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Advances in Materials Science and Engineering
Volume 2017 (2017), Article ID 1565438, 8 pages
Research Article

A Synthetic Material to Simulate Soft Rocks and Its Applications for Model Studies of Socketed Piles

1School of Civil Engineering, Wuhan University, Wuhan 430072, China
2China Railway 11th Bureau Group City Rail Engineering Co., Ltd., Wuhan 430000, China
3POWERCHINA Hubei Electric Engineering Corporation, Wuhan 430040, China
4Northwest Research Institute Co., Ltd., China Railway Engineering Corporation, Lanzhou 730000, China
5State Grid Hubei Electric Power Company, Wuhan 430077, China

Correspondence should be addressed to Xudong Fu

Received 9 March 2017; Revised 11 July 2017; Accepted 7 August 2017; Published 5 December 2017

Academic Editor: Andrey E. Miroshnichenko

Copyright © 2017 Can Mei et al. This is an open access article distributed under the Creative Commons Attribution License, which permits unrestricted use, distribution, and reproduction in any medium, provided the original work is properly cited.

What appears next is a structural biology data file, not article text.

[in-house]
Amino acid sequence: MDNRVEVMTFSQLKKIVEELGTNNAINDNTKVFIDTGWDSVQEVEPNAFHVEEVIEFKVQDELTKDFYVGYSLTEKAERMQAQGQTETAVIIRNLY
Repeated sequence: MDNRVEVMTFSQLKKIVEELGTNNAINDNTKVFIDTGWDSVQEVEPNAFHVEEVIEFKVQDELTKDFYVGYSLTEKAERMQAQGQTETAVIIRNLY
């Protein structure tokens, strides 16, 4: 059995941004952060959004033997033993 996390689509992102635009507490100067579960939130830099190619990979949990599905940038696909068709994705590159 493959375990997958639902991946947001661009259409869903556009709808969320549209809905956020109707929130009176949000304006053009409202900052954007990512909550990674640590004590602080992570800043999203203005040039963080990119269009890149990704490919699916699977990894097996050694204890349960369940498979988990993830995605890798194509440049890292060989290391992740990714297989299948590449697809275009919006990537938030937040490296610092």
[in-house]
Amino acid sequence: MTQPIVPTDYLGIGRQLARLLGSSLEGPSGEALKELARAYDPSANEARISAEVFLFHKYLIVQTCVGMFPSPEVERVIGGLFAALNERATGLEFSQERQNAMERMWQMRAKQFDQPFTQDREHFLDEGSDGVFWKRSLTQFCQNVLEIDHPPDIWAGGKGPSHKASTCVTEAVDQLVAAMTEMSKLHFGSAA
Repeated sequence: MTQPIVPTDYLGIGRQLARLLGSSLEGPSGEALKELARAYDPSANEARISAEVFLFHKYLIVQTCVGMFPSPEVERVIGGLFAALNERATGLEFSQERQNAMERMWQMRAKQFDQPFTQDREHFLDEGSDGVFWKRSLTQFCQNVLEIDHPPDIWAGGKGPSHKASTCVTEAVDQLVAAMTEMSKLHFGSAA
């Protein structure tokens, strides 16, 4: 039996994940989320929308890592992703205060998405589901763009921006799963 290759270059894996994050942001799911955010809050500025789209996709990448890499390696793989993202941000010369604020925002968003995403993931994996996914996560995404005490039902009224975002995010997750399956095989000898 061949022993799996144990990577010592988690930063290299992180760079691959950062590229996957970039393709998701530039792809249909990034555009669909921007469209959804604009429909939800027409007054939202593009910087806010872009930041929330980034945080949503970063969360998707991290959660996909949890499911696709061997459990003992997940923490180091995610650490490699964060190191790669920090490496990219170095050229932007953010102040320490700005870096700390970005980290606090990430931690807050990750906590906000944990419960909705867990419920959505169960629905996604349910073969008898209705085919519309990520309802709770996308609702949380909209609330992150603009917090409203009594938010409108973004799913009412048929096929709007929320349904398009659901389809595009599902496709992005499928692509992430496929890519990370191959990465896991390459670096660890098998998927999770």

A detailed manufacturing procedure of a synthetic soft rock is presented, as well as its applications on the laboratory experiments of socketed piles. With the homogeneity and isotropy of the simulated soft rock, the influence of different variables on the bearing performance could be investigated independently. The constituents, cement, gypsum powder, river sand, concrete-hardening accelerator, and water, were mixed to form the specimens. Both uniaxial and triaxial compressive tests were conducted to investigate the stress-strain behavior of the simulated soft rock. Additionally, the simulated soft rock specimens were used in model pile tests and simple shear tests of the pile-rock interface. Results of the simulated soft rock in both the uniaxial and triaxial compressive tests are consistent with those of natural soft rocks. The concrete-hardening accelerator added to the mixtures improves the efficiency in laboratory investigations of soft rock specimens with a curing time of 7 days. The similarities between the laboratory tests and the field observations provide convincing evidence to support its suitability in modeling the behavior of soft rocks.